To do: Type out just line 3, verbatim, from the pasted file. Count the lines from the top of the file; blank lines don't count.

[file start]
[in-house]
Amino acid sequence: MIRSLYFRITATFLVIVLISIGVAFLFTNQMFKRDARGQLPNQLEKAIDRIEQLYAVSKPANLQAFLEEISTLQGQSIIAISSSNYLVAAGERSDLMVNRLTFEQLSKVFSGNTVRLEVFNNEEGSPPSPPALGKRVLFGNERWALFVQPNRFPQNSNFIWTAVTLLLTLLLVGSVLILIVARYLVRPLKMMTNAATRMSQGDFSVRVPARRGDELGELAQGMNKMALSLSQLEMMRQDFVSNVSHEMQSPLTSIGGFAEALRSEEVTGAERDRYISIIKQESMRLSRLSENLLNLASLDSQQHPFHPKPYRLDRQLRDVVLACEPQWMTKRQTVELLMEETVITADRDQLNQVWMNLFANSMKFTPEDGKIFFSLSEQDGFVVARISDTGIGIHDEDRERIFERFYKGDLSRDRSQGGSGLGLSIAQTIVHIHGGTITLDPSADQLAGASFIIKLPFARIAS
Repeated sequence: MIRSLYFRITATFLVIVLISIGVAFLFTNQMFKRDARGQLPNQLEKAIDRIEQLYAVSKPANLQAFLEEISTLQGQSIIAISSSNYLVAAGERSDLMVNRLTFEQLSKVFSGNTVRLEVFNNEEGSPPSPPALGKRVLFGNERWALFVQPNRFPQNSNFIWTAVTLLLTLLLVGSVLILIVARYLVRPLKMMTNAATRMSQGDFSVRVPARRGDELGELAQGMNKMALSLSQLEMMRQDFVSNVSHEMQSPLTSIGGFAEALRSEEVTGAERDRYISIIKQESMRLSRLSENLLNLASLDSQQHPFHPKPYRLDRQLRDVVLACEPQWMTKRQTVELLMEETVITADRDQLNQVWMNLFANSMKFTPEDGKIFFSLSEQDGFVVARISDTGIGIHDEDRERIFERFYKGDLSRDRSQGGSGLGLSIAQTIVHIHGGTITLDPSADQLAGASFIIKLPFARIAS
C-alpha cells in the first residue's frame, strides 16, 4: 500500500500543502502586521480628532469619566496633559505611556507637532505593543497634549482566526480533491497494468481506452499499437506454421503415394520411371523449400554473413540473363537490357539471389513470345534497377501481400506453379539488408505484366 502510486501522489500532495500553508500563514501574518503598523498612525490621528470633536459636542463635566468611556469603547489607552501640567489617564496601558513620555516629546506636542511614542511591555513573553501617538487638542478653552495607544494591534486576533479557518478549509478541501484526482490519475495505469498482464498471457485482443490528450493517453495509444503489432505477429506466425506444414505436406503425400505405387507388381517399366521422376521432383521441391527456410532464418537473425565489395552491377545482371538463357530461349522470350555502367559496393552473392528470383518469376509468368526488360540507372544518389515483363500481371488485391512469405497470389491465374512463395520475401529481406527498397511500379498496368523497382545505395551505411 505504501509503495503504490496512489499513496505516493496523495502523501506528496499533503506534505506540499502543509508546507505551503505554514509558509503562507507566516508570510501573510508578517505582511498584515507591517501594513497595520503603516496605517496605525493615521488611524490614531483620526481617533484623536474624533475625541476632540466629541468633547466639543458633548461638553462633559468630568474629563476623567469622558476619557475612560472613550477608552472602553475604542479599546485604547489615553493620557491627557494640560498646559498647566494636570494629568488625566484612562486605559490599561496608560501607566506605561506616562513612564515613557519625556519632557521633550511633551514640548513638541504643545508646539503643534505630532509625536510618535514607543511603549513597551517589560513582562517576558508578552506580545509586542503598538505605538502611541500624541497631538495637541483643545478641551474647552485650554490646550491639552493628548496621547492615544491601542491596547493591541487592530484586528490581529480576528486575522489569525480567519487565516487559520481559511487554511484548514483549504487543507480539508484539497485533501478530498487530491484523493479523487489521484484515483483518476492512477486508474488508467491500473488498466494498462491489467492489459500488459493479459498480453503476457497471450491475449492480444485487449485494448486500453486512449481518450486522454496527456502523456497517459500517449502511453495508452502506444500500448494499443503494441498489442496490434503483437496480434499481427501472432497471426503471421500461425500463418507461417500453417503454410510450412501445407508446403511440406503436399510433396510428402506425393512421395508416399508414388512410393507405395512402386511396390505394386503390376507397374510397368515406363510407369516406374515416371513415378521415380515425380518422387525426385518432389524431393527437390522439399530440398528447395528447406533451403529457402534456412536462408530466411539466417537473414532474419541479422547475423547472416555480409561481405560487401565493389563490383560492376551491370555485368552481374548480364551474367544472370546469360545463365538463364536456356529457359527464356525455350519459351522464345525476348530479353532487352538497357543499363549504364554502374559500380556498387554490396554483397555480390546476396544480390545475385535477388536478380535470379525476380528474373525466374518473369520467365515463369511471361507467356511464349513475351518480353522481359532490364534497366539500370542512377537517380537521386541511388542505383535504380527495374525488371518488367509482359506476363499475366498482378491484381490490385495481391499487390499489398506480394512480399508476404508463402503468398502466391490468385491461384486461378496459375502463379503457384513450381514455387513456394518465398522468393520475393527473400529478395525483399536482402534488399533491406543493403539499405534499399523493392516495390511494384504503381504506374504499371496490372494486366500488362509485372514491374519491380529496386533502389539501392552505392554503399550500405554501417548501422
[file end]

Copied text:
Repeated sequence: MIRSLYFRITATFLVIVLISIGVAFLFTNQMFKRDARGQLPNQLEKAIDRIEQLYAVSKPANLQAFLEEISTLQGQSIIAISSSNYLVAAGERSDLMVNRLTFEQLSKVFSGNTVRLEVFNNEEGSPPSPPALGKRVLFGNERWALFVQPNRFPQNSNFIWTAVTLLLTLLLVGSVLILIVARYLVRPLKMMTNAATRMSQGDFSVRVPARRGDELGELAQGMNKMALSLSQLEMMRQDFVSNVSHEMQSPLTSIGGFAEALRSEEVTGAERDRYISIIKQESMRLSRLSENLLNLASLDSQQHPFHPKPYRLDRQLRDVVLACEPQWMTKRQTVELLMEETVITADRDQLNQVWMNLFANSMKFTPEDGKIFFSLSEQDGFVVARISDTGIGIHDEDRERIFERFYKGDLSRDRSQGGSGLGLSIAQTIVHIHGGTITLDPSADQLAGASFIIKLPFARIAS